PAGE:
Operation Mouse

It saddens and horrifies me to say that The Littlest Kitchen had a mouse.  I had been in denial for a few weeks, getting by on the bare minimum, waiting to have some time to actually deal.  It lurked somewhere in the cabinets, not being able to, or wanting to, get out of the warm dark maze.  I discovered the problem a few weekends ago, after being out of town for the weekend.  The evidence was clear – something had unsuccessfully tried to gnaw its way through a  bag of zip-sealed cat treats.  Stored under the sink, a scattering of confetti-like plastic and a few turds evinced an unwanted guest.  Time for Operation Mouse.

Step 1:  Take No Prisoners

The mouse and I cannot coexist in the same space.  It has to go by any means necessary, including through the pearly gates.  I set out a snap trap, and caught it the following weekend after being out of town again.  I firmly believe that the traditional spring-load traps are the best; if there was a better mousetrap, someone would have invented it by now.  Much like how I believe that if there was a cure for baldness, every man on earth would have a full head of hair.  And glue traps are gross.  I’m not convinced that he’s the only one, nor do I want any new roommates, more precautions ensue.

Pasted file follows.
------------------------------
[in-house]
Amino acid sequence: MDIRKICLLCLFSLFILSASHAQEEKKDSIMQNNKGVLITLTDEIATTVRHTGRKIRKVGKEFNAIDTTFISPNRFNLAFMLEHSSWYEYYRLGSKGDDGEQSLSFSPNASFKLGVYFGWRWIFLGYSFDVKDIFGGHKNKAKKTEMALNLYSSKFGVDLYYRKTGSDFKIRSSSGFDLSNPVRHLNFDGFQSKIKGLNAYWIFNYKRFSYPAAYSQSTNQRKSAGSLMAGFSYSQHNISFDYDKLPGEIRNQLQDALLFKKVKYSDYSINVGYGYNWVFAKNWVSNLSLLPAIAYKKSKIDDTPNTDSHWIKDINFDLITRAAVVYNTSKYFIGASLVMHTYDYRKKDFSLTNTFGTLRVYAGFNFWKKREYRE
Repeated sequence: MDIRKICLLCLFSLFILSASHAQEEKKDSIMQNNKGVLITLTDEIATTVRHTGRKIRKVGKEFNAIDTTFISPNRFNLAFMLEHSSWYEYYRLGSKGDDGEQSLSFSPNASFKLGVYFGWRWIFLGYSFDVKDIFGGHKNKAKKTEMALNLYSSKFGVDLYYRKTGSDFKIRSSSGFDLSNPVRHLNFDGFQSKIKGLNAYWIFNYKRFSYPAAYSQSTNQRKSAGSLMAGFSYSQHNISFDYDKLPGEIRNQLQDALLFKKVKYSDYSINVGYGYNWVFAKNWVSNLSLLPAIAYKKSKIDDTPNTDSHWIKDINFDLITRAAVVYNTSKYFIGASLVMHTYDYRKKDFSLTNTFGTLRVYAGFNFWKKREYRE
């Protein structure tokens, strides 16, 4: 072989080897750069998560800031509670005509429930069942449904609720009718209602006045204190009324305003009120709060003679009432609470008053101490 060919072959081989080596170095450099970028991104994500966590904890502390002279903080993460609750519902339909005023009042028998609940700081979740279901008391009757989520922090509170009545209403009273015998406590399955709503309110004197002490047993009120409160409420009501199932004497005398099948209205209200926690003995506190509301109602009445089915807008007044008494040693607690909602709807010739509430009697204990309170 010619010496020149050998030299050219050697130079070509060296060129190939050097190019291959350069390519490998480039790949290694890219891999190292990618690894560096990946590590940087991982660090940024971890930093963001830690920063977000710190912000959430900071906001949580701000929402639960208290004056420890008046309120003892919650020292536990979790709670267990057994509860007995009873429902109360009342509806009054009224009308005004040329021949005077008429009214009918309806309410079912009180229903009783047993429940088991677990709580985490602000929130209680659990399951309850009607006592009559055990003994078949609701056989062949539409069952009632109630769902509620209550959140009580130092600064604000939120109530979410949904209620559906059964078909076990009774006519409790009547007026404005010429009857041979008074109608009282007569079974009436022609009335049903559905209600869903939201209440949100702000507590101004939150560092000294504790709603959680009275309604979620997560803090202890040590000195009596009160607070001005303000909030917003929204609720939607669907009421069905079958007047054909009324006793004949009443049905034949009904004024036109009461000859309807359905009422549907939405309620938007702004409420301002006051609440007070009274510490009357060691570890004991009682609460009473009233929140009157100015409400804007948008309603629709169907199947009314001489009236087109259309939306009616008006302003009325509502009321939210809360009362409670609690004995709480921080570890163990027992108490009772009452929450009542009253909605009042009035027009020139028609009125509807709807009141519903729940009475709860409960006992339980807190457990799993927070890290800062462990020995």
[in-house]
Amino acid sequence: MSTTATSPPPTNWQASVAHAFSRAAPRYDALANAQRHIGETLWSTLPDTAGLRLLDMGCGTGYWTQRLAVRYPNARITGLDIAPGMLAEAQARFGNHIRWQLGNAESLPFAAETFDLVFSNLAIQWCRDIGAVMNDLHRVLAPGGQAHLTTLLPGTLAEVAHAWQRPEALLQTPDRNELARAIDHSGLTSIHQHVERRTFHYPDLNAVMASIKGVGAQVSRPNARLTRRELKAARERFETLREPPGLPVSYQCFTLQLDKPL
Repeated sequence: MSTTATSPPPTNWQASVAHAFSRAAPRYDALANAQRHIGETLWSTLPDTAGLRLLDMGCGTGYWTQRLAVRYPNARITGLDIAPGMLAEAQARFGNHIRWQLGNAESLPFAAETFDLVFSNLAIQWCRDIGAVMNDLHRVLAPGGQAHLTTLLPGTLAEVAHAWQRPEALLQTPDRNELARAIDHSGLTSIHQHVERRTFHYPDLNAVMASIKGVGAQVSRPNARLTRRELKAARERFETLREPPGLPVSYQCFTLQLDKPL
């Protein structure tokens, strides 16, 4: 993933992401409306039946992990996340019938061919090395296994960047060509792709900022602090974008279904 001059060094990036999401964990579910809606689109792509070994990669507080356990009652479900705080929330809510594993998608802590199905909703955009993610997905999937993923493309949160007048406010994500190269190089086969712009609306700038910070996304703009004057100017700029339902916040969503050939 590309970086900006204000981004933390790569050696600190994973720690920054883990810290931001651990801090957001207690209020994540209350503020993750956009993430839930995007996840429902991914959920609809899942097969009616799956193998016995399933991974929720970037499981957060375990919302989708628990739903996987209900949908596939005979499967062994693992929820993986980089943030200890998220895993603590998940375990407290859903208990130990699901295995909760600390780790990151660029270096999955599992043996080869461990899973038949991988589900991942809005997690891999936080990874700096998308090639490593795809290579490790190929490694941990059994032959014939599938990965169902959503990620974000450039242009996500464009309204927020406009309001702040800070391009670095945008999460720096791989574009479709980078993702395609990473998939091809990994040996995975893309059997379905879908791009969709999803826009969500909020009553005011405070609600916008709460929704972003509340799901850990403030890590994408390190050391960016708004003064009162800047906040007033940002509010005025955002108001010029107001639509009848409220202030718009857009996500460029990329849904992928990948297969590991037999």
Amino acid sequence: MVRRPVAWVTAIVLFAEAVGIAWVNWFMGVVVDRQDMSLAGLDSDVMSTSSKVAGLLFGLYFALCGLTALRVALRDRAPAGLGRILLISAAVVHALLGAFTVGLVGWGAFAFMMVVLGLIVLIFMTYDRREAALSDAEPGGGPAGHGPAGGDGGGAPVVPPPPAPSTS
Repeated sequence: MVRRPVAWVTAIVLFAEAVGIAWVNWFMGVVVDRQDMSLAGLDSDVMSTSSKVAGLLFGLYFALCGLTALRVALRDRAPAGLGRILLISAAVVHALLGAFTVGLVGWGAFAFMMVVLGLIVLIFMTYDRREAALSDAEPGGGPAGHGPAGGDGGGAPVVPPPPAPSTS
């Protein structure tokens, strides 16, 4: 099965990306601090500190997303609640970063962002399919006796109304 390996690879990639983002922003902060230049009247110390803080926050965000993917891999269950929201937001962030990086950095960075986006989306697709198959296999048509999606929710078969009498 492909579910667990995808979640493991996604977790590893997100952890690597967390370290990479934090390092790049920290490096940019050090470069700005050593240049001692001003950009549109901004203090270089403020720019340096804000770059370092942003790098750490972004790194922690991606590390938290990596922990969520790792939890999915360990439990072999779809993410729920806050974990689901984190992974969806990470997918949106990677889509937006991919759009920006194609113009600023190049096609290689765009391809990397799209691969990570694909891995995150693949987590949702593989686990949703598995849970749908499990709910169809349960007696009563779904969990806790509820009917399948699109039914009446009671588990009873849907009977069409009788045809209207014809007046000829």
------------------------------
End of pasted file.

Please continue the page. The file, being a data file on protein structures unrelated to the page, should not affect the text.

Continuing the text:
Step 2:  Block All Entries

My building’s handyman came to remove the expired mouse, and in the following days stuffed steel wool into the connection holes under the sink cabinet.  Another point of vulnerability was the microwave cabinet which has an open back.  The rear edge was not flush to the wall, so he covered the gaps with a thin piece of wood.  The mouse had made itself comfortable in the nested frying pans, also stored in the cabinet.  The paper towels that separated the nonstick pans must have made for a cozy retreat, as it had completely ignored the mother lode of dried beans and grains in plastic bags next to it.


Step 3:  Clean, Clean, Clean

It took the stormy weekend to provide an opportunity to deal.  Both cabinets needed to be thoroughly cleaned and reassessed.  The frying pans needed to go back up to the vintage cabinet, even though they were so much easily accessible in the lower microwave cabinet.  I even deep cleaned the microwave and toaster oven, a Sisyphean task of the highest order.

Step 4:  Protect The Goods

Although untouched, all the dry goods had to be moved up to counter level.  Luckily, the mouse hasn’t discovered the drawers or the countertop.  I transferred whatever could be stored in hermetic jars and hard plastic, but there are still much in bags.  Ideally, I would like for it to go back inside, but not until I find a mouse-proof storage solution.  

I suspect that the mouse lived or came through the baseboards, so the idea is to make the upper world as unattractive as possible.  I don’t want to have a face to face confrontation, I want it to go away.  How it got through the sealed concrete from my renovation, I’ll never know.  Wily, boneless creatures.  And did I mention that I have a cat?


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